|WVM ID Number||OH 1060|
|Object Name||Oral History|
|Title||Oral History Interview with Dale Bender|
|Event||World War II|
|Narrator's Name||Dale Bender|
|Interviewer's Name||John Weingandt|
In this oral history interview, Dale O. Bender discusses his service in the Navy during World War II aboard LST-901, including his experiences during the post-war occupation of Truk.
Bender touches on the assemblage of the crew, the ship production lines at Dravo Ship Yards where his LST was built, and sailing the new ship downriver with the assistance of a Coast Guard crew. He comments on the ship's use of ballast, riding rough seas in a flat bottomed ship, and the shakedown cruise at Panama Beach (Florida). Bender addresses the inexperience of the officers, the ship's armaments, and passing through the Panama Canal. He tells of stopping in the middle of the Gulf of Mexico because someone forgot to refill the oil in the daily service tank. As an engineering officer, he details running fire drills at nearly every port, making repairs, censoring mail, and earning a good reputation among the crew.
During his return to the States, Bender recalls a near-disaster after the captain forgot to set a special sea detail and the throttle got stuck. He tells of supervising the ship's fog generator at Okinawa, constantly having to repair the laundry machines, and causing a commotion after conveying some women nurses to shore. Bender relates how the crew hoarded empty Coke bottles, turned them in for over 200 dollars after returning to the States, and had a big party. He mentions developing and printing photographs aboard ship and making a photo album for the crew. Bender discusses shooting at kamikaze planes and not being allowed to shoot into restricted zones. He characterizes the stores officer who served as captain and a mustang officer named Patrick Henry Sullivan, who was in charge of overseeing the ship's yard overhaul. Bender tells of being made captain of the ship after the other officers with seniority were discharged and getting put in charge of the flotilla headed to Portland (Oregon) for decommissioning. He reflects on breaking regulations such as no liquor or photograph-taking, as well as bribing a port commander with food so the ship could tie up at a pier rather than hit the beach. He talks about dating a nurse in Portland. Bender speaks of taking a probationary commission in the Navy in 1941, having difficulty finding his birth certificate, working at Allis-Chalmers after graduating college in 1943, and not being called up right away because the Navy had lost his orders. He mentions his indoctrination at the University of Arizona and attending diesel school in Flint (Michigan).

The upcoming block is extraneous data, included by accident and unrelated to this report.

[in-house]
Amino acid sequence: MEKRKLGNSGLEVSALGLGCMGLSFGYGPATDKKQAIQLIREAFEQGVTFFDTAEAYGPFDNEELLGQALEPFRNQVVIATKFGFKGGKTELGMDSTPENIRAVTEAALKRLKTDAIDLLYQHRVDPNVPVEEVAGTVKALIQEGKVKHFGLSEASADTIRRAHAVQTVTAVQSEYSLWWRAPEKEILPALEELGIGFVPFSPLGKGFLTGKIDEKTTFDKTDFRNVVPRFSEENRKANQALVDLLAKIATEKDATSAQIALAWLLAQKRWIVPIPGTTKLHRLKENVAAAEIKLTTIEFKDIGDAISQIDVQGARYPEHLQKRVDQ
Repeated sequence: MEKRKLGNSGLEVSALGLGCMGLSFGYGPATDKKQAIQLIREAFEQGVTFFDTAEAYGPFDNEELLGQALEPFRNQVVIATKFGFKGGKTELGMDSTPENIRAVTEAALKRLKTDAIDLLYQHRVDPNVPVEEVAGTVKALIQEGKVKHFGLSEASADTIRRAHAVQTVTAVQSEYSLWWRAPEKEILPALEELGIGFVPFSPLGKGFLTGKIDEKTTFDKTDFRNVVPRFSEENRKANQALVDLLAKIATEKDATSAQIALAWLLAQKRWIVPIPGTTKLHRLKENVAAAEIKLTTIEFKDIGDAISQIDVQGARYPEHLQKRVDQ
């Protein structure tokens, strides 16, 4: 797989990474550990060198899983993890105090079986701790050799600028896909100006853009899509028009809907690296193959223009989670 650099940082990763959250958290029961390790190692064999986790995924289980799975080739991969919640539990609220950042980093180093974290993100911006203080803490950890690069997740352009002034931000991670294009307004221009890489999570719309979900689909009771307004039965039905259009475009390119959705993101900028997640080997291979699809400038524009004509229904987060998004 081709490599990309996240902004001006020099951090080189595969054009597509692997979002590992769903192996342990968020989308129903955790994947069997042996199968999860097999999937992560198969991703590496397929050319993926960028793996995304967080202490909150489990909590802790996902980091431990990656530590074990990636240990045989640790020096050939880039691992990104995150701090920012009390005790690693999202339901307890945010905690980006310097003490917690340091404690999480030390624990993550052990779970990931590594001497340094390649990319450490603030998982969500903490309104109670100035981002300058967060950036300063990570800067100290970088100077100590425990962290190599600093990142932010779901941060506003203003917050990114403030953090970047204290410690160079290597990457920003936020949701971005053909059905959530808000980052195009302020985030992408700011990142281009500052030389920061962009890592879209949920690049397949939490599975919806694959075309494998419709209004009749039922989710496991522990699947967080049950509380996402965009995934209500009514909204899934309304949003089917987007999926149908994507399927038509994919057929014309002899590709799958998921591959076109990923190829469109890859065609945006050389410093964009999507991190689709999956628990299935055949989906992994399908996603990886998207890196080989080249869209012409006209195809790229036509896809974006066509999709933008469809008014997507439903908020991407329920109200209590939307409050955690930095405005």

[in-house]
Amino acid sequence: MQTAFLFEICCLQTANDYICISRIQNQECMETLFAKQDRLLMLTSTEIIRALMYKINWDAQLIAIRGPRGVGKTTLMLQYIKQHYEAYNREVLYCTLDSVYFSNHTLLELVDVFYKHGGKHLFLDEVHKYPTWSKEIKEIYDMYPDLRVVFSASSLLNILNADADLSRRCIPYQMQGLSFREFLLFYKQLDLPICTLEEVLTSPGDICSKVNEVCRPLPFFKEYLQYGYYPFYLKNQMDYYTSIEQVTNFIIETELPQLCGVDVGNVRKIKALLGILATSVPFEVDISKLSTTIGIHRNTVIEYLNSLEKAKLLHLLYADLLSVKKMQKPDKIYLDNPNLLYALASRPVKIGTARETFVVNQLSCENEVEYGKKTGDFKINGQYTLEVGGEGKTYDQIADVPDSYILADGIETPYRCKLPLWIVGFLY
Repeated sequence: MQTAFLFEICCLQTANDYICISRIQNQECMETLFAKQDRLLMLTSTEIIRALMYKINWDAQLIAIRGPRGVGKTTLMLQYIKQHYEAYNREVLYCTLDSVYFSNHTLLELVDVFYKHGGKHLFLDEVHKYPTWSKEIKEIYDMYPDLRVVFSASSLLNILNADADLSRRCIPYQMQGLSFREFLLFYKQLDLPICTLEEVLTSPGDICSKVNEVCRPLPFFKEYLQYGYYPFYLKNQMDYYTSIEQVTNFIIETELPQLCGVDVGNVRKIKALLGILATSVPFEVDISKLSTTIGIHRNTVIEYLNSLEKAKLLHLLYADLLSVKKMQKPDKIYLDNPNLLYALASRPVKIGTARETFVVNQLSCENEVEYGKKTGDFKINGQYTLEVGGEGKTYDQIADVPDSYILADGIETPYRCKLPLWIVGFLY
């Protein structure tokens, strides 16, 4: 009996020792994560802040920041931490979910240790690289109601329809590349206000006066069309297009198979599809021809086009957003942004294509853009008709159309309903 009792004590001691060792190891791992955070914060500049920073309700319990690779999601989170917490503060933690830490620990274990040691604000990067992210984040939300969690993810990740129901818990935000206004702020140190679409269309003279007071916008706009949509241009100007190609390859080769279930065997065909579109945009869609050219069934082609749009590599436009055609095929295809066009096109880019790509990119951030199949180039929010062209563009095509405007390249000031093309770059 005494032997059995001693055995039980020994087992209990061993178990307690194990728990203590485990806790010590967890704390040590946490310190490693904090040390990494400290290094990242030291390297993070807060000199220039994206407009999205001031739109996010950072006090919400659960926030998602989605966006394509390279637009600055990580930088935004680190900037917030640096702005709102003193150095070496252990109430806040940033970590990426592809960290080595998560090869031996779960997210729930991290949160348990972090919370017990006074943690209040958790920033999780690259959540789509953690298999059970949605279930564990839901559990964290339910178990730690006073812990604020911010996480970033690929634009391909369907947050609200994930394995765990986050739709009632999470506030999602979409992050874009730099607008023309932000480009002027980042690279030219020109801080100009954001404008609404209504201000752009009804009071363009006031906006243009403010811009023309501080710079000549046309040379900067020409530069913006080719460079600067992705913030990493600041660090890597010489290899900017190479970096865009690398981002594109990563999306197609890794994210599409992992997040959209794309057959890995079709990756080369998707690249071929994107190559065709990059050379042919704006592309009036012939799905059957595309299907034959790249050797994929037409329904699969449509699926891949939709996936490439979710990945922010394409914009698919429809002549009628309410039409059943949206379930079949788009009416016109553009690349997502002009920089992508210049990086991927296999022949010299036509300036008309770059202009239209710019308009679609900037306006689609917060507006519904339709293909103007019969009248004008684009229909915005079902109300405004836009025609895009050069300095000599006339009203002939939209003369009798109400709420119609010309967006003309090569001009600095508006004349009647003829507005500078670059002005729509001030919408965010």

After the war, Bender details being part of the pre-occupation force at Truk: escorting Marines and a general to shore on an LCVP, being the first American to set foot on the island, seeing the damage at the airfield from American bombardment, and interacting with Japanese soldiers. He talks about being a mother ship for small mine sweepers, receiving a huge number of eggs by accident, and trading cigarettes to the Japanese for souvenir swords and pornography. Bender describes refueling a Japanese destroyer and receiving a bottle of Suntory scotch as thanks. He reflects on the positive reactions he encountered from the Japanese on Truk.
|Extent and Medium of Description||
Analog audio recording: 3 audio cassettes (approx. 1 hour, 40 minutes)
Transcript: 48 pgs.
Bender, Dale O.